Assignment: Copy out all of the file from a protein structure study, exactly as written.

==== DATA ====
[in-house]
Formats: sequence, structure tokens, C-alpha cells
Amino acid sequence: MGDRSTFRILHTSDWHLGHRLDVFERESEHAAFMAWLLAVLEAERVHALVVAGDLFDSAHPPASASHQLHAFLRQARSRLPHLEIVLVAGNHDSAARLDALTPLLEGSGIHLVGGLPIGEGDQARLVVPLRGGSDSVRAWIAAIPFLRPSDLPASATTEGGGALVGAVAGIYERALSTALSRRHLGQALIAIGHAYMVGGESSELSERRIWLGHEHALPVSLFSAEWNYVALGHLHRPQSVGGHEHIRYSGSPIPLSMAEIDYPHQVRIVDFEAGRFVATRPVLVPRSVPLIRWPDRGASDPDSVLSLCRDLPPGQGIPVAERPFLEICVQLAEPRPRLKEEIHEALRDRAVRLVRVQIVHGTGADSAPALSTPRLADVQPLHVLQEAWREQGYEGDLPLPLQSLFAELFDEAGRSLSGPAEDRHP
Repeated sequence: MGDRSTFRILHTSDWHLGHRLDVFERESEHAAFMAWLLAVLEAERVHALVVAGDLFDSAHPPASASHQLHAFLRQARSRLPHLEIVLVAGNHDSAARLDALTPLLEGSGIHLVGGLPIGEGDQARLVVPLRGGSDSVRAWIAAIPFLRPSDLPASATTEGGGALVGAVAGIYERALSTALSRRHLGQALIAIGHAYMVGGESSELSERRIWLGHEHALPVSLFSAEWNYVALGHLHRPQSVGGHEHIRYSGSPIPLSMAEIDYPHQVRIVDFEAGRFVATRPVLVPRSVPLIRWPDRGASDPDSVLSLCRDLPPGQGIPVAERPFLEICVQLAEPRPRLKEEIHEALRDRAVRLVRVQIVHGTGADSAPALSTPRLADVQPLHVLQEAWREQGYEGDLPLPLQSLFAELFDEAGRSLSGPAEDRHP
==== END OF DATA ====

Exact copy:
[in-house]
Formats: sequence, structure tokens, C-alpha cells
Amino acid sequence: MGDRSTFRILHTSDWHLGHRLDVFERESEHAAFMAWLLAVLEAERVHALVVAGDLFDSAHPPASASHQLHAFLRQARSRLPHLEIVLVAGNHDSAARLDALTPLLEGSGIHLVGGLPIGEGDQARLVVPLRGGSDSVRAWIAAIPFLRPSDLPASATTEGGGALVGAVAGIYERALSTALSRRHLGQALIAIGHAYMVGGESSELSERRIWLGHEHALPVSLFSAEWNYVALGHLHRPQSVGGHEHIRYSGSPIPLSMAEIDYPHQVRIVDFEAGRFVATRPVLVPRSVPLIRWPDRGASDPDSVLSLCRDLPPGQGIPVAERPFLEICVQLAEPRPRLKEEIHEALRDRAVRLVRVQIVHGTGADSAPALSTPRLADVQPLHVLQEAWREQGYEGDLPLPLQSLFAELFDEAGRSLSGPAEDRHP
Repeated sequence: MGDRSTFRILHTSDWHLGHRLDVFERESEHAAFMAWLLAVLEAERVHALVVAGDLFDSAHPPASASHQLHAFLRQARSRLPHLEIVLVAGNHDSAARLDALTPLLEGSGIHLVGGLPIGEGDQARLVVPLRGGSDSVRAWIAAIPFLRPSDLPASATTEGGGALVGAVAGIYERALSTALSRRHLGQALIAIGHAYMVGGESSELSERRIWLGHEHALPVSLFSAEWNYVALGHLHRPQSVGGHEHIRYSGSPIPLSMAEIDYPHQVRIVDFEAGRFVATRPVLVPRSVPLIRWPDRGASDPDSVLSLCRDLPPGQGIPVAERPFLEICVQLAEPRPRLKEEIHEALRDRAVRLVRVQIVHGTGADSAPALSTPRLADVQPLHVLQEAWREQGYEGDLPLPLQSLFAELFDEAGRSLSGPAEDRHP